A Comparison of the performance of humans and computational models in the classification of facial expression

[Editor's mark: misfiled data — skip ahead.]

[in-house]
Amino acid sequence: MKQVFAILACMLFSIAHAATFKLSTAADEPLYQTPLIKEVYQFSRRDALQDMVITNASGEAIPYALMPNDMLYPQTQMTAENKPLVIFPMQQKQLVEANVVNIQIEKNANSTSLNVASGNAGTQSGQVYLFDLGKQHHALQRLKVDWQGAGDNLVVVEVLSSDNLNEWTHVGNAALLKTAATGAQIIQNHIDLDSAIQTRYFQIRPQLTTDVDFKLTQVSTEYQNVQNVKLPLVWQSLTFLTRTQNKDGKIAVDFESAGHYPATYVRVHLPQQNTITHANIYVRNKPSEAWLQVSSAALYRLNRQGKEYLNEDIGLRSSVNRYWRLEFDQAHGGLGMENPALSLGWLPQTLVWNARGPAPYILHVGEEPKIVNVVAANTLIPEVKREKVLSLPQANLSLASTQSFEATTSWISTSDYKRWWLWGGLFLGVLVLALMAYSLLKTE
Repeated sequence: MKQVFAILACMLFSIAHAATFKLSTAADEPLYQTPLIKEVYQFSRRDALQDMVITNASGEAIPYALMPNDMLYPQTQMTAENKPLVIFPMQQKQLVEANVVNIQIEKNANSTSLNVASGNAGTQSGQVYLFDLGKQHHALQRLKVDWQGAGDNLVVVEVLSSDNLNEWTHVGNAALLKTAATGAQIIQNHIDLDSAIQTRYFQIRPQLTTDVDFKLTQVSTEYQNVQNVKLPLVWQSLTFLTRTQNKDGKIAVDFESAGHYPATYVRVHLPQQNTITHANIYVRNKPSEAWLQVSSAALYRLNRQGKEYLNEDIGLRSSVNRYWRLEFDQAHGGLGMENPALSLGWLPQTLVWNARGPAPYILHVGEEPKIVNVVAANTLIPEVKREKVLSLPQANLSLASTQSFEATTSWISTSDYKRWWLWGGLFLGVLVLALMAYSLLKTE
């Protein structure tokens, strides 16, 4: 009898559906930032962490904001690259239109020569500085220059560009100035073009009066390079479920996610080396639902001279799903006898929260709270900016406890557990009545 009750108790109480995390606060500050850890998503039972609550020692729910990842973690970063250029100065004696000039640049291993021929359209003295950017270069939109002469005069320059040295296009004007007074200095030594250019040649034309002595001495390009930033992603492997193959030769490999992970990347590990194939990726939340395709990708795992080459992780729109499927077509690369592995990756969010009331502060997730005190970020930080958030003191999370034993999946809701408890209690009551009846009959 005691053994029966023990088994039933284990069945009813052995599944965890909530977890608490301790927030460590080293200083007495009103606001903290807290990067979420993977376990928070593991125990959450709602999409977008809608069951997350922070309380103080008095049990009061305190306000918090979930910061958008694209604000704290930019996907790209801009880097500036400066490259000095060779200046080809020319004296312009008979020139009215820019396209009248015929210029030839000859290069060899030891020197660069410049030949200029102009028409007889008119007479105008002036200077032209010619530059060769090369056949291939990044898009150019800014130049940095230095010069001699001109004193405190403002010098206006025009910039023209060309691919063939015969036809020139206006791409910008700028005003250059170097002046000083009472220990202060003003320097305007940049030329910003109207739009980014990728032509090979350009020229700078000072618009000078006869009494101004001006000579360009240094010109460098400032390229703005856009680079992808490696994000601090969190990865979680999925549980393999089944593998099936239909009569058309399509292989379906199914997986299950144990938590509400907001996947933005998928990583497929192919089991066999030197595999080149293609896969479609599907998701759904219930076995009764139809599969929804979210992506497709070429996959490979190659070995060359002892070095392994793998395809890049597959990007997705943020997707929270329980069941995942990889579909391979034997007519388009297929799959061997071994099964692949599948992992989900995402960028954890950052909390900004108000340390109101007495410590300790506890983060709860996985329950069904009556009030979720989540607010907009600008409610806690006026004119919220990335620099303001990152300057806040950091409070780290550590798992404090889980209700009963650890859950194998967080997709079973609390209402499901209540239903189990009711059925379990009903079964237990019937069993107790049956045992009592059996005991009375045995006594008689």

Recognizing expressions are a key part of human social interaction, and processing of facial expression information is largely automatic for humans, but it is a non-trivial task for a computational system. In the first part of the experiment, we develop computational models capable of differentiating between two human facial expressions. We perform pre-processing by Gabor filters and dimensionality reduction using the methods: Principal Component Analysis, and Curvilinear Component Analysis. Subsequently the faces are classified using a Support Vector Machines. We also asked human subjects to classify these images and then we compared the performance of the humans and the computational models. The main result is that for the Gabor pre-processed model, the probability that an individual face was classified in the given class by the computational model is inversely proportional to the reaction time for the human subjects.

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